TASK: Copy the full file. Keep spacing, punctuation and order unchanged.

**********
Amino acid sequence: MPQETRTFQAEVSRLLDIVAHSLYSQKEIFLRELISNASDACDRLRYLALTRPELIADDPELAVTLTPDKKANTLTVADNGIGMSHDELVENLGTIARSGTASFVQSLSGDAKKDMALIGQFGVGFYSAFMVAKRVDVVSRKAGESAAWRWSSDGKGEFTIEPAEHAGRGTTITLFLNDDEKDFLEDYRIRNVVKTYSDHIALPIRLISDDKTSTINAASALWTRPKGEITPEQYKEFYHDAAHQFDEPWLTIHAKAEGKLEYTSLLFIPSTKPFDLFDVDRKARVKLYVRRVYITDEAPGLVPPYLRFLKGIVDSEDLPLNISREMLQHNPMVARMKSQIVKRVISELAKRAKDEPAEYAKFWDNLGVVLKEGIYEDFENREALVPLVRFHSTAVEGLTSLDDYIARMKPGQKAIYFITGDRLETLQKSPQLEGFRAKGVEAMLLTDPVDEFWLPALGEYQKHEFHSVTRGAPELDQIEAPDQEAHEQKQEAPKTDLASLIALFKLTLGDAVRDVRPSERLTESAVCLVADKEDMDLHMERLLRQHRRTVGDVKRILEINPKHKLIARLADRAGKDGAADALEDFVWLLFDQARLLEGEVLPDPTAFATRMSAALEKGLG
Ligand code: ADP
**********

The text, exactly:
Amino acid sequence: MPQETRTFQAEVSRLLDIVAHSLYSQKEIFLRELISNASDACDRLRYLALTRPELIADDPELAVTLTPDKKANTLTVADNGIGMSHDELVENLGTIARSGTASFVQSLSGDAKKDMALIGQFGVGFYSAFMVAKRVDVVSRKAGESAAWRWSSDGKGEFTIEPAEHAGRGTTITLFLNDDEKDFLEDYRIRNVVKTYSDHIALPIRLISDDKTSTINAASALWTRPKGEITPEQYKEFYHDAAHQFDEPWLTIHAKAEGKLEYTSLLFIPSTKPFDLFDVDRKARVKLYVRRVYITDEAPGLVPPYLRFLKGIVDSEDLPLNISREMLQHNPMVARMKSQIVKRVISELAKRAKDEPAEYAKFWDNLGVVLKEGIYEDFENREALVPLVRFHSTAVEGLTSLDDYIARMKPGQKAIYFITGDRLETLQKSPQLEGFRAKGVEAMLLTDPVDEFWLPALGEYQKHEFHSVTRGAPELDQIEAPDQEAHEQKQEAPKTDLASLIALFKLTLGDAVRDVRPSERLTESAVCLVADKEDMDLHMERLLRQHRRTVGDVKRILEINPKHKLIARLADRAGKDGAADALEDFVWLLFDQARLLEGEVLPDPTAFATRMSAALEKGLG
Ligand code: ADP